Dental discovery to benefit forensic practitioners and anthropologists

Dental discovery to benefit forensic practitioners and anthropologists

Forensic practitioners and anthropologists will be among those to benefit from new University of Kent research on the dental development of humans.

The research, which was conducted by Dr. Patrick Mahoney at the University's School of Anthropology and Conservation and published in the , has established links between and enamel growth in human infants, concluding that milk teeth do not develop in the same way as adult permanent teeth. Such a discovery not only opens up a new way of assessing the dental development of humans through fossils but will also assist in age-at-death determinations in forensic situations.

For the study, Dr. Mahoney reconstructed incremental enamel development in a sample of modern human deciduous maxillary and mandibular anterior teeth and compared them to his previous research on . Until this analysis was undertaken, relatively little was known about the microscopic growth of human milk teeth along the tooth row. Partly because of this, a comparative framework for understanding the development of milk teeth in was missing.

Dr. Mahoney expected the microscopic growth to be somehow linked into the sequence that teeth erupt through the gums. However, through his reconstruction, he was surprised to find that the development actually changed along the tooth row. He found that the early erupting front incisors grew rapidly and mainly before birth; the later erupting molar teeth at the back of the mouth formed more slowly, and mainly after birth.

He said: "Teeth retain a growth record. This can be accessed through the in tooth enamel. By examining permanent adult teeth in this way, it has provided us with key insights into the evolution of dental development, as well as aspects of life history in our fossil ancestors.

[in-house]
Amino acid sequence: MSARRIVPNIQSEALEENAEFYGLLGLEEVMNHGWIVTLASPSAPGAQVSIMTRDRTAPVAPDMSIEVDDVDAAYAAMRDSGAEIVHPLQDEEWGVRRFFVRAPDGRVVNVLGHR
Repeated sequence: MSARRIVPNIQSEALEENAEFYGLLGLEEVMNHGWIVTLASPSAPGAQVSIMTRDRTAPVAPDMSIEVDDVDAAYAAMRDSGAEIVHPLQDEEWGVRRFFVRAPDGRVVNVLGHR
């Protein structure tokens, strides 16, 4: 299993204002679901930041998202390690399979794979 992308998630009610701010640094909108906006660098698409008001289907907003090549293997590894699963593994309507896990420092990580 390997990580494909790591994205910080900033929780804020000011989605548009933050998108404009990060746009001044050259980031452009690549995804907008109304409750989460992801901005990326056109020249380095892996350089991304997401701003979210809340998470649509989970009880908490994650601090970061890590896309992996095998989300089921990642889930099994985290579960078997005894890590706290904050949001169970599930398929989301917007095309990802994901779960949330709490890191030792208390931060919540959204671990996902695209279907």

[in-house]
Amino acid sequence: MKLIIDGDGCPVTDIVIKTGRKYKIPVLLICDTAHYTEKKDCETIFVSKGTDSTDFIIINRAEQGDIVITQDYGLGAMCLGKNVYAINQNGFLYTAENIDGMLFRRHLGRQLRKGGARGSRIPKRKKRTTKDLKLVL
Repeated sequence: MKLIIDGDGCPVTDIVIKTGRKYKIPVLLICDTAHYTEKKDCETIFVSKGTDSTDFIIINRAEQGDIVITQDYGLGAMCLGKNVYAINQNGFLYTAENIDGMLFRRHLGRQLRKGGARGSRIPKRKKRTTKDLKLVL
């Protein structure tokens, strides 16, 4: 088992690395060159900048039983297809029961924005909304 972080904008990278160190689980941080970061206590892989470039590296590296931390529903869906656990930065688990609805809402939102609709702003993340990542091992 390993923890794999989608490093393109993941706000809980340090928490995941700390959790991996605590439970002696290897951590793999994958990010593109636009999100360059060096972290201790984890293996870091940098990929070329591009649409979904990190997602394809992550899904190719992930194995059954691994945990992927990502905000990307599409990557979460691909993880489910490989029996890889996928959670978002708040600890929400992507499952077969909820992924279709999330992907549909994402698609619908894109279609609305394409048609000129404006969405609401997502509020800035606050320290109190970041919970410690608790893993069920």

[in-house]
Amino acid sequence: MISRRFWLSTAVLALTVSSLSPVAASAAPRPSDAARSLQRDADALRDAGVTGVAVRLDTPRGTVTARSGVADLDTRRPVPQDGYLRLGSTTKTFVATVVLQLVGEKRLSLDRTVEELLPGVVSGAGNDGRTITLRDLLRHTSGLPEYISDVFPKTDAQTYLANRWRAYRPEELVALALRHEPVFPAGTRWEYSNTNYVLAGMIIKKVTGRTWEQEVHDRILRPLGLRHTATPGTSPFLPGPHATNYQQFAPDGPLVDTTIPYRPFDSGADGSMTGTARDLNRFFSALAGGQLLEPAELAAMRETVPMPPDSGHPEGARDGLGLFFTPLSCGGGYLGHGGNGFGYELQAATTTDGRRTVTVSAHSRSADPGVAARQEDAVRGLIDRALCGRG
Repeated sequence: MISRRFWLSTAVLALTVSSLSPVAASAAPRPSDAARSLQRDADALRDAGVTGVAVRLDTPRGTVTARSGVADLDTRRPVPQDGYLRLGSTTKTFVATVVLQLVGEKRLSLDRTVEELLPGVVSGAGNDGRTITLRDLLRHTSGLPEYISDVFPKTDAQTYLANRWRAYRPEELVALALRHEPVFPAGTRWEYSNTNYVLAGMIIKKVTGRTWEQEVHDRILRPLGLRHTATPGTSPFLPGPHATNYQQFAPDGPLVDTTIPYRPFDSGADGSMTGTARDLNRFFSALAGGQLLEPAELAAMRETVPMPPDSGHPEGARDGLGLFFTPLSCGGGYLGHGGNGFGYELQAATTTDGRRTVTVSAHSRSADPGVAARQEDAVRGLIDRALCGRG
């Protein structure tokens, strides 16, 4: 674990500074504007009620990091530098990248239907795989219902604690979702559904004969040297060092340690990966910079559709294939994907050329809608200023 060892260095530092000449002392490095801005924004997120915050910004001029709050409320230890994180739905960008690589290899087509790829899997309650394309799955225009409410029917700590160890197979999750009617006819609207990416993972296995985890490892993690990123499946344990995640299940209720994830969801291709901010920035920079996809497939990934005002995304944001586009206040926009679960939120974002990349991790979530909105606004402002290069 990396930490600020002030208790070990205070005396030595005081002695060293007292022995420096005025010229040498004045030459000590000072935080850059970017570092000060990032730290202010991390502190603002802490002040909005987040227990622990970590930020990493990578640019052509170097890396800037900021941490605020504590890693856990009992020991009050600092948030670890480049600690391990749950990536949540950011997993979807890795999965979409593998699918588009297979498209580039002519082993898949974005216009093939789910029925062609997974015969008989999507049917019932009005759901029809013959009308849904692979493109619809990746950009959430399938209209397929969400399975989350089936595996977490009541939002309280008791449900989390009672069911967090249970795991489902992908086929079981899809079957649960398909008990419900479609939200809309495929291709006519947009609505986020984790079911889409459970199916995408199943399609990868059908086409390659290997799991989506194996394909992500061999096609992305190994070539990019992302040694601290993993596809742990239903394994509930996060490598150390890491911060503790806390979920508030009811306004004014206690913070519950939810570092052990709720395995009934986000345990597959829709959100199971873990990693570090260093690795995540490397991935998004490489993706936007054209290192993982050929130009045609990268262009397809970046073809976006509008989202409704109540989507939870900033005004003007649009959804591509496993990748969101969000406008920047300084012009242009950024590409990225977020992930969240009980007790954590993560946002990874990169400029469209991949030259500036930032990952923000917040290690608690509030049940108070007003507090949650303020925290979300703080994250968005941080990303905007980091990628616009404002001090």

"Now that we know that teeth do not develop in the same way as adult permanent teeth, we can start the discovery process again, through comparative analyses with other primates and our fossil ancestors."

Dr. Mahoney is Lecturer in Biological Anthropology at the University of Kent and Director of Kent Osteological Research and Analysis (KORA), an established unit in the School of Anthropology and Conservation offering osteological analyses of human skeletal remains. His research interests include dental anthropology, reconstructing dental development and ancient human diet.

'Incremental Enamel Development in Modern Human Deciduous Anterior Teeth' (Patrick Mahoney, University of Kent) is available at… )1096-8644/earlyview

Related Stories

Stem cells grow fully functional new teeth

date Jul 13, 2011

(Medical Xpress) -- Researchers from Japan recently published a paper in PLoS One describing their successful growth and transplantation of new teeth created from the stem cells of mice.

Genetic discovery could lead to advances in dental treatment

date Feb 23, 2009

Researchers have identified the gene that ultimately controls the production of tooth enamel, a significant advance that could some day lead to the repair of damaged enamel, a new concept in cavity prevention, and restoration ...

Teeth: a future renewable natural resource?

date Nov 21, 2006

Most vertebrates have continuous tooth generation, meaning that lost teeth are replaced with new teeth. Mammals, however, including humans, have teeth that are generally only replaced once, when milk teeth are replaced with ...

Researchers Crack the Mystery of Resilient Teeth

date Apr 17, 2009

( -- After years of biting and chewing, how are human teeth able to remain intact and functional? A team of researchers from The George Washington University and other international scholars have ...

Recommended for you

Missing teeth predict cardiovascular events

date Jun 05, 2015

Advanced tooth loss often indicates that a person has a history of inflammatory oral diseases. In an extensive cohort study, it was shown that tooth loss associate with future cardiovascular events, diabetes ...

User comments

Please sign in to add a comment. Registration is free, and takes less than a minute. Read more

Click here to reset your password.
Sign in to get notified via email when new comments are made.